Couples dealing with cancer build stronger bodies and relationships in OHSU trial
The Exercising Together study at OHSU is the first in the world that uses exercise to improve the health of both cancer patients and their partners. Hear from Dr. Kerri Winters-Stone and some of the participants.
First of its kind study tests approaches for fall prevention after chemotherapy
The study compared two different exercise programs — tai ji quan versus strength training — to see which was more effective in preventing falls after chemotherapy in older, postmenopausal women. Neither stood out as superior to another, but the findings suggest that tai ji might specifically help reduce fall-related injuries in patients with treatment-induced balance impairments. Read more in the Journal of Clinical Oncology.
Master classes for physical therapy professionals will appear in upcoming journal
Sponsored by the Danish and Dutch physical therapy associations, Kerri Winters-Stone, Ph.D., and Kimi Daniel, M.S., delivered master classes on exercise-based approaches to improve functioning in cancer survivors to over 60 therapists in Copenhagen and Amsterdam. They were invited to write a paper on the program that will be published in a journal of the Danish Physical Therapy Association.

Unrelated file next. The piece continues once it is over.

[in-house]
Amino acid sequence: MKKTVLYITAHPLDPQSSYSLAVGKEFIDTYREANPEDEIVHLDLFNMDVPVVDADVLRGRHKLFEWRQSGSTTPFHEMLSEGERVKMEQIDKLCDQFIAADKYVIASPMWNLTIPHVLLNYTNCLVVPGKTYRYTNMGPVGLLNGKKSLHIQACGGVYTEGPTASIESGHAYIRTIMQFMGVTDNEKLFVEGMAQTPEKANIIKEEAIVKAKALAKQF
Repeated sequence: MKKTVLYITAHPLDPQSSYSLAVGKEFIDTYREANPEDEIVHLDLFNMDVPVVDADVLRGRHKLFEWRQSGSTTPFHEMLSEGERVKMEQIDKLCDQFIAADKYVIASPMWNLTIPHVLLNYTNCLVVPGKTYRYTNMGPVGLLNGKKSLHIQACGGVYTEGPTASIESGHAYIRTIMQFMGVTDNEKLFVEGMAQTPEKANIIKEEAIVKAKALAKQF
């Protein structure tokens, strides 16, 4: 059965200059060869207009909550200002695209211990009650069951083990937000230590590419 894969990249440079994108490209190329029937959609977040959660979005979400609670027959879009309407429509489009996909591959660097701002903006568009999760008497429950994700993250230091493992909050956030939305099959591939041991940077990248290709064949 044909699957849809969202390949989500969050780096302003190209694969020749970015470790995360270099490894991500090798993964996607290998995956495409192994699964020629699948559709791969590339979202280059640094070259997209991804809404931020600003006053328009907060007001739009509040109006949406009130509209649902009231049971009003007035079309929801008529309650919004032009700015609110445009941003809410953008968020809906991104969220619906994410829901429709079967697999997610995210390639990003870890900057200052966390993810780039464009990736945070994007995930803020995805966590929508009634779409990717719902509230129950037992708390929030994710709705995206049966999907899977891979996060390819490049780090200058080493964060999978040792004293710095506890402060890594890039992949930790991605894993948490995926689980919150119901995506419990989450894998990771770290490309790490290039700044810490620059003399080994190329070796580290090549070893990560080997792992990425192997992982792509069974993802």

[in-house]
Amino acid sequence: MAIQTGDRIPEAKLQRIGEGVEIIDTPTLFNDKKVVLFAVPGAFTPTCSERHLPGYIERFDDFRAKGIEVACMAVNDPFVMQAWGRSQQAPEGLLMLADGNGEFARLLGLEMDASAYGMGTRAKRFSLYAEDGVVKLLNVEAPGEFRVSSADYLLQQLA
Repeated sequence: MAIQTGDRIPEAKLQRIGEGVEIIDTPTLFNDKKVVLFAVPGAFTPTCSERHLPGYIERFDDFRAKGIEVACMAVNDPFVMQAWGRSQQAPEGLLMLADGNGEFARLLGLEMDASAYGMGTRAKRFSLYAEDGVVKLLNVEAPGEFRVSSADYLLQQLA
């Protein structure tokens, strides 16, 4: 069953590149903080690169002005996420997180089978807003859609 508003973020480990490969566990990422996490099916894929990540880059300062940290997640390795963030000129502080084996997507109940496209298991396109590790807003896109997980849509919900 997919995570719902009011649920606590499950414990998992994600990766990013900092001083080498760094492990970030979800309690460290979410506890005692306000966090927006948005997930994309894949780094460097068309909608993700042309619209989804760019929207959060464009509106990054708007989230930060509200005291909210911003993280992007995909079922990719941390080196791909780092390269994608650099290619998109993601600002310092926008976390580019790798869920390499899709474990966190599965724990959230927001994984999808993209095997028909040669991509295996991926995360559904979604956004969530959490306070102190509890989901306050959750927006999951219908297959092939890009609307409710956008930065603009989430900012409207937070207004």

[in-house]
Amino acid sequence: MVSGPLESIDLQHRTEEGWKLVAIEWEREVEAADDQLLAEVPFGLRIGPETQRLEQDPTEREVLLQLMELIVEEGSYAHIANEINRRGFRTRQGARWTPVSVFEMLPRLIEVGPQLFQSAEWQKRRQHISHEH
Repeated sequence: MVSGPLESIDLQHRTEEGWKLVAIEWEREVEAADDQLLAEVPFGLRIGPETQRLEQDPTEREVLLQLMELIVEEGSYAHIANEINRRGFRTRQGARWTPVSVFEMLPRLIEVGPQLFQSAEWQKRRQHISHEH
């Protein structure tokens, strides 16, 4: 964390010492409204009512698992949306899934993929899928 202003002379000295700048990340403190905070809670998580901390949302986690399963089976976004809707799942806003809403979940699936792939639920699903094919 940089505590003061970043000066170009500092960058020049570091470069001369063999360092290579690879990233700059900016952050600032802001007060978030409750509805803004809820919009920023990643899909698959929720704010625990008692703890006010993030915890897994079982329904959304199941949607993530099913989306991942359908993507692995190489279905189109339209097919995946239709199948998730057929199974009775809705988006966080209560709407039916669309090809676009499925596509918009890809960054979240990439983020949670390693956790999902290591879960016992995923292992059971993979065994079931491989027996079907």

Helping cancer patients with bone metastases benefit from exercise
An international panel including OHSU’s Kerri Winters-Stone, Ph.D., has published best practice recommendations on exercise for people with cancer that has spread to their bones.
Delivering exercise medicine to cancer survivors
Read Kerri Winters-Stone's commentary featured in the Journal of Supportive Care: "Delivering exercise medicine to cancer survivors: has COVID-19 shifted the landscape for how and who can be reached with supervised group exercise?"
Cancer patients don’t need to avoid physical exertion, including exercise
Exercise is not only safe during and after cancer treatment, studies have found that physical training can bring improvements in daily functioning and quality of life while reducing symptoms such as cancer-related fatigue. And there is even some early evidence linking exercise to living longer with cancer.
How targeted exercise helps men with prostate cancer
Losing bone and muscle mass while gaining fat is a troubling problem for men receiving androgen deprivation therapy for prostate cancer, putting them at risk for heart disease, frailty and broken bones. But a first-of-its-kind randomized clinical trial is providing evidence that targeted exercise can slow bone loss, reverse muscle weakness, and prevent gains in body fat in men with prostate cancer undergoing androgen deprivation therapy, or ADT.